Even with a holiday thrown in, it's hard to stop the rush of news in the healthcare technology market segment. That was certainly the case this week, even with New Year's Day thrown into the mix, but the news proved stronger than even a day off as plenty emerged, so settle in and let's run down some of the biggest events to happen this week with our Week in Review coverage!
First out of the gates were predictions for 2013, specifically in the field of medical device connectivity. With the needs of physicians to be in more places at once battling against the demands of regulators, the need for medical devices to be better, and more securely, connected to information will increase steadily. Managing the resulting complexity that gets involved from many connections all at once will also prove difficult, but be very important to 2013 overall.
Sarasota, Florida healthcare professionals brought in the next piece of news, as the Sarasota Memorial Health Care System looked to join up with local agencies to bring in a new information sharing system. The system, when fully installed over the course of the next year, will allow the various operations involved—the Sarasota Memorial Health Care System, the Sarasota County Health Department and the Senior Friendship Centers—to share information more readily, reducing wait times, make eligibility processes easier to understand, and in general streamline operations, making them more efficient overall.
Next came a look at the Lifebot, the telemedicine system that connected ambulances to hospitals in a bid to not only provide better care on scene, but perform better stabilization measures. Including access to patient data when available and live video feeds, the new Lifebot 5 system uses a variety of connection measures available to not only provide information about patient status en route to the hospital, but also to receive information from the hospital to be used in helping the patient before the ambulance even reaches the hospital.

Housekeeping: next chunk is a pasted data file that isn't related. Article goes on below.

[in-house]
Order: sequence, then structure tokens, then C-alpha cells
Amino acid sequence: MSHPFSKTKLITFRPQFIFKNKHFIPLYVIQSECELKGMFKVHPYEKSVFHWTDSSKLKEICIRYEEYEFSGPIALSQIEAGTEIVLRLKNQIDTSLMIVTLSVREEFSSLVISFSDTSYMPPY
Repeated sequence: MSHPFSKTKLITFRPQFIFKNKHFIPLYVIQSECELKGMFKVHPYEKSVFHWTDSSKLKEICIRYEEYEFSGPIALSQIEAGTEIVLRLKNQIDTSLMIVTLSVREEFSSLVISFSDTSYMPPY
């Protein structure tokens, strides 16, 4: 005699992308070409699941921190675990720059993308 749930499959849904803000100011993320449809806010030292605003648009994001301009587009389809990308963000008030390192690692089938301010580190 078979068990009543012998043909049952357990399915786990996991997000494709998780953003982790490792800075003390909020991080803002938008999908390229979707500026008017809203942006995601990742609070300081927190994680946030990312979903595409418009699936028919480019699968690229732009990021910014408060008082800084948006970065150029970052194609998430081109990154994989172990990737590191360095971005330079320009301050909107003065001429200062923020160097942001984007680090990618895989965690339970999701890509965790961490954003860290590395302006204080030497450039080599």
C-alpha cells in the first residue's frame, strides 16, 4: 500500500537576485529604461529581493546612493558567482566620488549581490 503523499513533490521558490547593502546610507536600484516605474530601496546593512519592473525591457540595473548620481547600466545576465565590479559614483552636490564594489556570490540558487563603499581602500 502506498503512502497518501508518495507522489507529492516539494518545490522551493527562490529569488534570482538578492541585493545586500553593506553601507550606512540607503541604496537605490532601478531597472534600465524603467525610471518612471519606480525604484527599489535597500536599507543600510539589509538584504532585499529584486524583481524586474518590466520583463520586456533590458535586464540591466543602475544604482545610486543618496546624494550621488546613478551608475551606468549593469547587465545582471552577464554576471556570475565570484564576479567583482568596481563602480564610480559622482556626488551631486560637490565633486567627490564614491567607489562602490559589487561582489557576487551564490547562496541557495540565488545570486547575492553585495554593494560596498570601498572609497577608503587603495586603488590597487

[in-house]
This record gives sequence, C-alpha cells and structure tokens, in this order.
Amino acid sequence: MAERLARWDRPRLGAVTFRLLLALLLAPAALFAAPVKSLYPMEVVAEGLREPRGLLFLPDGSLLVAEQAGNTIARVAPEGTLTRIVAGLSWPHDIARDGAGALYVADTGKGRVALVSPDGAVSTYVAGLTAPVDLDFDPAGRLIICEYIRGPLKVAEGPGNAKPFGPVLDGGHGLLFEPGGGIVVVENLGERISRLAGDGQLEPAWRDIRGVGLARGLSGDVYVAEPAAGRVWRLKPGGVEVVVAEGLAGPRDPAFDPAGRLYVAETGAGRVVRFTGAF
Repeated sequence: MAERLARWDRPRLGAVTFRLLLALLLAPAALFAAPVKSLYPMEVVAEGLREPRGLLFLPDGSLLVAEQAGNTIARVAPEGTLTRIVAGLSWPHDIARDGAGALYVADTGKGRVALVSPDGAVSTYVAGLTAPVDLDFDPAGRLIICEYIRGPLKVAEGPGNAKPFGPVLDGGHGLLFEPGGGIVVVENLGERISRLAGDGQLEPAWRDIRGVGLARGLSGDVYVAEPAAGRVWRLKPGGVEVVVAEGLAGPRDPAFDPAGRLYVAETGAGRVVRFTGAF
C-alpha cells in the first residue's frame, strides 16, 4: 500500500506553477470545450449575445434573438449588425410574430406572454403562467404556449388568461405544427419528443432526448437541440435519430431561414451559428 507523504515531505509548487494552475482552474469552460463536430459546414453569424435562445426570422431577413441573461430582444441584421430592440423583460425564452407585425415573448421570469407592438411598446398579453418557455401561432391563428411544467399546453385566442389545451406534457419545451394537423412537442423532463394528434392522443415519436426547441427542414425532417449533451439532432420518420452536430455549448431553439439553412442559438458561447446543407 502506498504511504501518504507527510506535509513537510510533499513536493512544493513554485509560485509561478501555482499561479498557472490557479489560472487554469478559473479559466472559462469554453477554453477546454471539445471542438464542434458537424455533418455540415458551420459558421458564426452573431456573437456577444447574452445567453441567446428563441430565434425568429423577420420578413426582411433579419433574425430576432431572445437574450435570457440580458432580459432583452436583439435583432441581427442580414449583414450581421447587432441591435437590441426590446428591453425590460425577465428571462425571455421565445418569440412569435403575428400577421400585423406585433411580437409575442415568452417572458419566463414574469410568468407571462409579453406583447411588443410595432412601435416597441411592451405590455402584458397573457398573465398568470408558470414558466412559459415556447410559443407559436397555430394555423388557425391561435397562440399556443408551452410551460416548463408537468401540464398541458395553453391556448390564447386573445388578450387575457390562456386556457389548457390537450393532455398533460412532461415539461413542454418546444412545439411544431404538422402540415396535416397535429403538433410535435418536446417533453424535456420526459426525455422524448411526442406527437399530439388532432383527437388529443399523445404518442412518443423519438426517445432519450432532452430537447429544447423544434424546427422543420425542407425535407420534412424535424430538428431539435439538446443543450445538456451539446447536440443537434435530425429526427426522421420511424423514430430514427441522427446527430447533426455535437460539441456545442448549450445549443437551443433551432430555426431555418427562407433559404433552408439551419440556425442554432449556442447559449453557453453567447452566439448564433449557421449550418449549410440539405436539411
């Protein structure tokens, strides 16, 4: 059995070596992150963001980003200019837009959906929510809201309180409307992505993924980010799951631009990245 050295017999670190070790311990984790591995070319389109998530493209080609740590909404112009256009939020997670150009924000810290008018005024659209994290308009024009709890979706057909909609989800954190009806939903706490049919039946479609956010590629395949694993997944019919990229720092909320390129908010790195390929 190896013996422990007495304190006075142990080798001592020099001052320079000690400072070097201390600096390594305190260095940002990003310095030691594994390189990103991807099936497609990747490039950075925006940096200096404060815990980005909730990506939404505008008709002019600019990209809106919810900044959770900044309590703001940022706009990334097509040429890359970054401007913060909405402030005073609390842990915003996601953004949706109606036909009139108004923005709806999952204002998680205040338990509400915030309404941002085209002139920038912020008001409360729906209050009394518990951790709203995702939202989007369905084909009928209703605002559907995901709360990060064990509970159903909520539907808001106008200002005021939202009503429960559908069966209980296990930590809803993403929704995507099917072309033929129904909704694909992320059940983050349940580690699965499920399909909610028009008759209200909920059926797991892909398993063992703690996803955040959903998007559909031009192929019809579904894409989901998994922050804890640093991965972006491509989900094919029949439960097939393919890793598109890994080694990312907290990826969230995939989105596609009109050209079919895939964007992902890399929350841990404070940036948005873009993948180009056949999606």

Breast cancer is a major problem all over, but 3D technology is looking to not only improve the capability to detect breast cancer early, but with early detection, provide better chances at improved treatment of the disease. The technology in question, known as Tomosynthesis, involves capturing multiple images of the breast to create a three-dimensional model of same, which in turn allows for a better diagnosis than a standard X-ray image. Particularly valuable for women whose breasts are particularly dense, the technology manages to find a lot of cancers that other technologies miss.
Finally, we had a look at an unusual development in cardiac care: a pacemaker powered by a human heartbeat. Pacemakers formerly needed batteries to operate, until the University of Michigan managed to develop a pacemaker that could run on the beat of the heart itself. Pacemakers are used to regulate a human heartbeat, not replace it, so a heart is still beating in a situation where a pacemaker is required. The irregular beat, while dangerous to humans, is more than sufficient to power the piezoelectric systems that power the U of M pacemaker.
That was the week that was in healthcare technology: from cancer care to cardiac care and the power and promise of information technology in healthcare, it was clear that there was a lot to cover. Our global online community was more than up to the task, however, as they are every week. So be sure to join us back here next week for all the biggest news in healthcare technology, as well as every weekend for our Week in Review coverage!